Archive for 26/09/2013


Ouse Washes: The Heart of the Fens

Heritage Lottery FundIf you thought that there was only one River Ouse in the UK you are going to need to read this article as I think you may be surprised to learn of all the different ‘Ouses’ around. To understand the reason why there are so many rivers called Ouse, it is the name that gives it away: the name Ouse is thought to have Celtic origins, meaning ‘water’; therefore when saying the River Ouse or the Great River Ouse you are actually saying the ‘river water’ or ‘great water river’.

There are 5 ‘Ouses’ around the UK, from high up in Orkney to the Ouse River down in Sussex; from north to south, these are:

  • The Ouse Orkney
  • The Yorkshire Ouse
  • The Great Ouse
  • The Little Ouse
  • The Sussex Ouse

The Sussex Ouse itself is 42 miles long, but with all its tributaries runs over 140 miles long…

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Camassia quamash via Charles S. Peterson

Camassia quamash via Charles S. Peterson

Quamash, the common name for Camassia, is a genus of 5 or 6 species of bulbous perennials native to damp, fertile meadowland in north America. They have large, ovoid bulbs which give rise to narrow, erect, linear leaves at the base. The flowers form in racemes on the top of the otherwise bare stems. These are showy flowers, star or cup shaped in blues, purples and white, appearing in mid- late spring.

Camassia leichtlinii via Gentry George

Camassia leichtlinii via Gentry George

 The bulbs of the species Camassia quamash were once an important food source for native American indians.

Camassias are great in borders or wildflower meadows and make good cut flowers. They are fully hardy to frost hardy and should be planted in the autumn about 10cm deep in moist but well drained soil in sun or partial shade. The soil should not be allowed to become waterlogged. They should be mulched over winter in areas with persistent frosts.

New plants can be grown from seed, which should be sown in containers in a cold frame as soon as it is ripe. Offsets can be removed in summer when the plants are dormant. There are no major pests or diseases affecting Camassia.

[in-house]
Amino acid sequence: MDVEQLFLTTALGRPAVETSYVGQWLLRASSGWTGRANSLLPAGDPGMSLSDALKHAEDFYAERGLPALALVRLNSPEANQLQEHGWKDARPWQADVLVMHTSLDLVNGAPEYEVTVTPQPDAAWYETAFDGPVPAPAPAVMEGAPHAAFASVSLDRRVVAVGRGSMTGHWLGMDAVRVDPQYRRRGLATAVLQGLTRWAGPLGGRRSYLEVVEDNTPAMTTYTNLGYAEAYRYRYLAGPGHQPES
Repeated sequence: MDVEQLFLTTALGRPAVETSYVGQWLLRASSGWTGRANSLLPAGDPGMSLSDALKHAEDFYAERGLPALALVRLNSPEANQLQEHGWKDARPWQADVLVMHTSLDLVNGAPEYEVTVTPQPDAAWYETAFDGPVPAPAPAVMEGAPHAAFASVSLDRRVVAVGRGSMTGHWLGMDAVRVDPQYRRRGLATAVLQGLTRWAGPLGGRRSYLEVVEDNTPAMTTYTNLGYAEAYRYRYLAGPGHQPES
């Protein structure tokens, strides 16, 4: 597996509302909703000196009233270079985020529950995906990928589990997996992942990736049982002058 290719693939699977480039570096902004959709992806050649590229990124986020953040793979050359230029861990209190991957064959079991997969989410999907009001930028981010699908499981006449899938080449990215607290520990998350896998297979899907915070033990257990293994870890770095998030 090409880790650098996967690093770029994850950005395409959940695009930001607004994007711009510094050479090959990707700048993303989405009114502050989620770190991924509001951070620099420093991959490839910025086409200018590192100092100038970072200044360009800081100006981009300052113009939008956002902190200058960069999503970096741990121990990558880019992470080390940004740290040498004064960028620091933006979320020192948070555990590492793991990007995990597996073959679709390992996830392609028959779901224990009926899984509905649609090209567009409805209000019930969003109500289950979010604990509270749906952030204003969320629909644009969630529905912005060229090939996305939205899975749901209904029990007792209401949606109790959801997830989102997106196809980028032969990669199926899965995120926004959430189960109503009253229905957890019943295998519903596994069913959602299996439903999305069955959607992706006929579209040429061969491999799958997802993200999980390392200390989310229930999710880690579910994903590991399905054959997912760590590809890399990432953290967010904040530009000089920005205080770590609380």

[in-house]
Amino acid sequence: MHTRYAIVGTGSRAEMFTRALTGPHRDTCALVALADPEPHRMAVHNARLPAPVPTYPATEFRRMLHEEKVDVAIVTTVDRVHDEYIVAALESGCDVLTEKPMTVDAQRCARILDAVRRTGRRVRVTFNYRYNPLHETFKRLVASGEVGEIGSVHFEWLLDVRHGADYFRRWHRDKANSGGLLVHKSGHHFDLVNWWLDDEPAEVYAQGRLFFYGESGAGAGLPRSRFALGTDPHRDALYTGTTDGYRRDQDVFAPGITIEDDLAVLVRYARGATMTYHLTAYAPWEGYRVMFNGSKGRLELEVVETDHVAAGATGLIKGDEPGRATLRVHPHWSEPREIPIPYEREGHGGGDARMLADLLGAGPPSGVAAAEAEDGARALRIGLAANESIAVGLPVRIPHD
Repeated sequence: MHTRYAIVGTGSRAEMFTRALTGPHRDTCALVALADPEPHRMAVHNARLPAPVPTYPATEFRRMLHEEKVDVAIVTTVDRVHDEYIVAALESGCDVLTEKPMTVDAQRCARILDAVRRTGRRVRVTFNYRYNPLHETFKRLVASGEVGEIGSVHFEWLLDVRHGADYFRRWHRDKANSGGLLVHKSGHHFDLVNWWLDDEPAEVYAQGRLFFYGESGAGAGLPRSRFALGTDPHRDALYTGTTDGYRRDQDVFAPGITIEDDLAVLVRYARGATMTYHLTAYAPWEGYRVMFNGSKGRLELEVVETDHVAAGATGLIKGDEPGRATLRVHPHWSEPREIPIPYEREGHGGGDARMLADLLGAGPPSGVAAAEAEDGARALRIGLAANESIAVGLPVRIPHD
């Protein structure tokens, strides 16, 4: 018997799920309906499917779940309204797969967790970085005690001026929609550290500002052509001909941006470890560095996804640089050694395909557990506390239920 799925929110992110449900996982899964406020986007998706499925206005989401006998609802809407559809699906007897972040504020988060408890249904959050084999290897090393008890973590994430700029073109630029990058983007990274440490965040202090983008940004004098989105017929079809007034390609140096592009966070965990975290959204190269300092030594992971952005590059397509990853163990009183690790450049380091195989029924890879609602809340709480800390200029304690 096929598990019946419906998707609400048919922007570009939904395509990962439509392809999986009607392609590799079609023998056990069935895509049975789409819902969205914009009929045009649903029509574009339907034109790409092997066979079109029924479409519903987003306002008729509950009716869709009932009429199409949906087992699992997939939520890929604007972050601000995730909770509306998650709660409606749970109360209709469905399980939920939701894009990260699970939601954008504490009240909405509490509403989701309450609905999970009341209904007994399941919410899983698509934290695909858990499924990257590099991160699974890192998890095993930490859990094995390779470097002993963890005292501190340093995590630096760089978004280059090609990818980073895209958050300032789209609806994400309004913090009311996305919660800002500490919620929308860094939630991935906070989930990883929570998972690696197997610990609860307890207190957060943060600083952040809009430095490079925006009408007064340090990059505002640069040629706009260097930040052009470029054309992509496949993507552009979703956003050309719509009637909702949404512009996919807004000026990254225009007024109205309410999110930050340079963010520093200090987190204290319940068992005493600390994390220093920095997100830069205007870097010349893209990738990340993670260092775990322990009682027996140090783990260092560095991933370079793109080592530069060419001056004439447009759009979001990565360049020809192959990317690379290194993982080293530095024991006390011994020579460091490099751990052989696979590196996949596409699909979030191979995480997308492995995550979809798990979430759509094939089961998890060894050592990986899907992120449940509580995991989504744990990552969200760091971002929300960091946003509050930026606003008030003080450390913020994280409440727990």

To get the best from Camassia flowers plant them against a background that will allow the pale flowers to stand out:  e.g. Berberis thunbergii ‘Rose Glow’ – a good foil because the leaves are purple, splashed pink and white; Photinia x fraseri ‘Red Robin’ – blood-red young leaves; and Choisya ternata (Mexican orange blossom).

In borders, Camassias associate well, in light shade, with forget-me-nots, Dicentra spectabilis (bleeding hearts), Lunaria rediviva, Leucojum aestivum (spring snowflake) and Polygonatum x hybridum (Solomon’s seal), and in sun with early-flowering Geraniums and Aquilegia. If naturalised in a meadow, they look good with buttercups, cowslips and the late-flowering pheasant’s eye (Narcissus poeticus var. recurvus).

I have some purple flowered Camassias here in Old School Garden, planted in a mixed border and close by to an orange Tulip ‘Ballerina’ which flowers at about the same time – the colour combination works really well.

Camassias growing in the wild via Oregon State University

Camassias growing in the wild via Oregon State University

Sources and further information:

Wikipedia

How to grow Camassias

Camssia leichtlinii – RHS

Old School Gardener

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934746_10151676747891970_1023613447_n“A different point of view”- tools to help you assess and get more from your garden.

13 October 2013, 10.00 – 4.00

Gressenhall Farm and Workhouse, Norfolk

Is your garden in need of a revamp or complete makeover, but you don’t know where or how to start? This workshop will help you assess your garden and what you want from it, grasp some of the basics of garden design and how to apply these to your own space.

I’ll be leading the workshop, which will be a mix of presentation, practical exercises and group discussion. Examples and case studies, together with the gardens at Gressenhall Farm and Workhouse, will be used to illustrate key points and inspire you to develop ideas for your garden.“A different point of view”- tools to help you assess and get more from your garden. 13 October 2013 10am - 4pm<br />

£32 per person / £28.50 for Museums Pass holders (including tea and coffee)

For more information and a booking form go to Gressenhall Adult Learning

Old School Gardener

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